An ongoing police operation codenamed “Goldensun” prosecuted another 171 cyclists over the weekend, adding to a long list of bicycle riders summonsed under the campaign and setting 2021 as a record year for bicycle offences punished.
Police say the operation in New Territories North aimed to catch riders not equipped with lights or who were riding on pavements. “Members of the public are not allowed to ride bicycles on the pavement,” said a police brief on the campaign.
The cyclist prosecution campaign at the weekend contrasts with a 10-day police operation on Queen’s Road Central, which saw just 152 motor vehicles or their drivers ticketed for illegal parking or illegal loading/unloading – an average of 15 per day.
And while motorists enjoyed a 10% reduction in careless driving prosecutions from 2019 to 2020, bicycle riders saw police action against them rise 72% over the same period.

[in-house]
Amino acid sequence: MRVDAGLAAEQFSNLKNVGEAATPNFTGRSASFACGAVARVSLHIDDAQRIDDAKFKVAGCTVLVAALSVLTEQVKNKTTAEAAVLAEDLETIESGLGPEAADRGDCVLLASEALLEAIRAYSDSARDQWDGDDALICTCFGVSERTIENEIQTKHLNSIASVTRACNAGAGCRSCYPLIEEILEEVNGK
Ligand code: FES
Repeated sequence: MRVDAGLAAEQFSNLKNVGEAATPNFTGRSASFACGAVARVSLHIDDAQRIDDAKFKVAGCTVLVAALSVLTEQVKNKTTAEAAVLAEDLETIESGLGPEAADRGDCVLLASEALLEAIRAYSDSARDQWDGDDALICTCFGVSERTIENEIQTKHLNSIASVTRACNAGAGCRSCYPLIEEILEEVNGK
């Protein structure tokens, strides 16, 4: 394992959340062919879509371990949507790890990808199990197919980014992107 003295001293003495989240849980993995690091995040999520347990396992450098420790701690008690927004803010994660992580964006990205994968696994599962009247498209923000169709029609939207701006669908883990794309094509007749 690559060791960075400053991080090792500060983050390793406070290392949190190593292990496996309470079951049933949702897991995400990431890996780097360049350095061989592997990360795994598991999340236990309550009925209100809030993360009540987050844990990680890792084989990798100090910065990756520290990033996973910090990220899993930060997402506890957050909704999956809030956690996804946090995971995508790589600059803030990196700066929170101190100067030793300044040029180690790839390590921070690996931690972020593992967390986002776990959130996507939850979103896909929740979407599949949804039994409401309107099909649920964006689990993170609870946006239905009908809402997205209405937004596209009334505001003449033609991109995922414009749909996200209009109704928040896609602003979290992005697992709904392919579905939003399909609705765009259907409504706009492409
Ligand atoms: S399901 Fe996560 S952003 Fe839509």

In fact, based on bicycle offence figures from the first nine months of 2021, cyclists will see another 70% rise in prosecutions this year, or a 190% rise since 2019.
In early 2020, the police-run Road Safety Council had said it would prioritise cycling for police enforcement, based on statistics showing a rise in cycle crashes.
And in July, a source on the government’s influential Transport Advisory Committee called for “more enforcement on the proper cycling behaviour of cyclists”, blaming food delivery cyclists for a rise in crashes and cycle injuries.
TAC’s own chairman, Professor Stephen Cheung Yan-leung, pointed out this may be inaccurate, instead claiming police analysis showed solo cyclists were a danger to themselves. “The conclusion is, the cyclists need to learn a bit more how to control the bicycle before they go out on the bicycle,” he told Transit Jam in July.
Data on the prevalence and nature of cycling in Hong Kong is not publicly available.
Categories: Law and Enforcement, Policy, Transit
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